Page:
US & Canada

Fort McMurray: 'People and pets are returning to town'

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Media captionMcMurray resident Kory Walsh filmed his return to his home

Thousands of evacuees from the Canadian city of Fort McMurray have begun returning home, after being forced to flee the huge wildfire there a month ago.

Many have travelled back from temporary accommodation in nearby areas in the hope of rescuing their homes, businesses and belongings.

Here, one Fort McMurray resident, 40-year-old Kory Walsh, describes his return on Thursday and the challenges ahead for the people - and pets - of the Canadian oil city.


"I just pulled back into Fort McMurray after being in Edmonton for the past month, following the evacuation.

I've never felt better than I did driving back here on the highway today. There were fire trucks parked on the bridges on the way into town, hanging Canadian flags.

If that doesn't bring a tear to your eye, you don't have a heart.

Image copyright AFP
Image caption "If that doesn't bring a tear to your eye, you don't have a heart," Kory Walsh said of the firefighters' salute
Image copyright AP
Image caption "There was a big operation all over town to evacuate pets"

There are not a lot of businesses open yet. It is still a voluntary return for many.

I have a pet store that I have to get back off the ground. My wife has already returned and is working and staying at an oil facility 50km north of the city.

My firefighter friend, who's my business partner, managed to grab the 10 or so pets that we had in the store and evacuate them to other towns, with the help of the local SPCA (Society for the Prevention of Cruelty to Animals). They included hedgehogs, gerbils, rabbits, lizards and snakes.

Image copyright KORY WALSH
Image caption "It's a really big pet community." Kory's dog lies in front of his back yard before the fire hit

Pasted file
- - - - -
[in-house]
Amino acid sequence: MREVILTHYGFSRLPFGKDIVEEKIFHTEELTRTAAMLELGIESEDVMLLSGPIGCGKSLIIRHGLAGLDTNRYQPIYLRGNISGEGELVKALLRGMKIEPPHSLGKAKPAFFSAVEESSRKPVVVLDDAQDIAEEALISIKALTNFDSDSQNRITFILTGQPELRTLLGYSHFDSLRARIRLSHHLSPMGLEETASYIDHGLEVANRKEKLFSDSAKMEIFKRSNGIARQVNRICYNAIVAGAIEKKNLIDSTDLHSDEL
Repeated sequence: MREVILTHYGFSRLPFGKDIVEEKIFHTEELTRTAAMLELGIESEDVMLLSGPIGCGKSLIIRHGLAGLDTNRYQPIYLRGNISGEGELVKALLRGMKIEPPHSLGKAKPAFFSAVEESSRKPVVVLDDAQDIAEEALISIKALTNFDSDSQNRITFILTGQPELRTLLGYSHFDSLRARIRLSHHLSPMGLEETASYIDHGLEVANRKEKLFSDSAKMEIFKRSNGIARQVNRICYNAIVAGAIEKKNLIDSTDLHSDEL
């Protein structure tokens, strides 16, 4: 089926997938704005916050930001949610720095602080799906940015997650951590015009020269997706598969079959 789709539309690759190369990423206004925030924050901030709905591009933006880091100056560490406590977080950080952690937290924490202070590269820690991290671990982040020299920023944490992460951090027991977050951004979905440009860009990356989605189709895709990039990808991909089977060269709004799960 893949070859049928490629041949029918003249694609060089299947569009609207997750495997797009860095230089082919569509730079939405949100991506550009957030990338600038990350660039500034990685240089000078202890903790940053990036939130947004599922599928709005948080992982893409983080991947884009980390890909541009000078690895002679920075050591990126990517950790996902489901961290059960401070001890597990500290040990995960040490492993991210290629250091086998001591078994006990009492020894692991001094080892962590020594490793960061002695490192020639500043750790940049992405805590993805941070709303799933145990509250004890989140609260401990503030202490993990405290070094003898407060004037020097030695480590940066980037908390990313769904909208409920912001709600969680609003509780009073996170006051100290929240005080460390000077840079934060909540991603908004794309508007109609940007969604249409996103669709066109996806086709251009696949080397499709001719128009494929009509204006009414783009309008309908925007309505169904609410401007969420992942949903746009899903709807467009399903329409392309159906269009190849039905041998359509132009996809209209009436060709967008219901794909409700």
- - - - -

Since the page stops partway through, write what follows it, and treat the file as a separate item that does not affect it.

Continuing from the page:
We closed the store before downtown was evacuated. There was a big operation all over town to evacuate pets.

It's a really big pet community. Now the people and pets are returning to town.

We lost some of our stock, particularly dog food, which accounts for about two-thirds of our business, but the store is still standing, with not really any smoke damage.

We may get some of the pets back but I'm just glad that the other stores were able to take them and they're safe.

We have to get some emergency insurance quickly to get the business up and running again, as we still have to pay the rent.

Image copyright KORY WALSH
Image caption "The firefighters knocked down about 60-70ft worth of trees behind my house - not a bad thing as it probably saved my home," says Kory

My house is also fully intact, luckily. I just went in there for the first time since I evacuated. There is some smoke damage but it's better than I expected. A lot of homes in the area were damaged, but thankfully the fire somehow skipped my street.

It was pretty emotional going home again. It was quite surreal and heavy. The house was almost as it was when I left that morning I evacuated. Things were thrown all over the place.

There is a big clean-up ahead. But there is some amazing support being given by the whole country. It's strange being on the receiving end of all that support and love.

My friend and the rest of the firefighters are the real heroes here now. They saved our community. Now we're going to rebuild it.

Image copyright AP
Image caption Some houses and streets suffered severe damage in the huge wildfire

The firefighters knocked down about 60-70ft worth of trees behind my house. Not a bad thing as it probably saved my home.

There are still a lot of health concerns and a lot of people are staying away, but it feels good to be one of the first ones back.

Now I'm going to get the doors of my business open as soon as possible."

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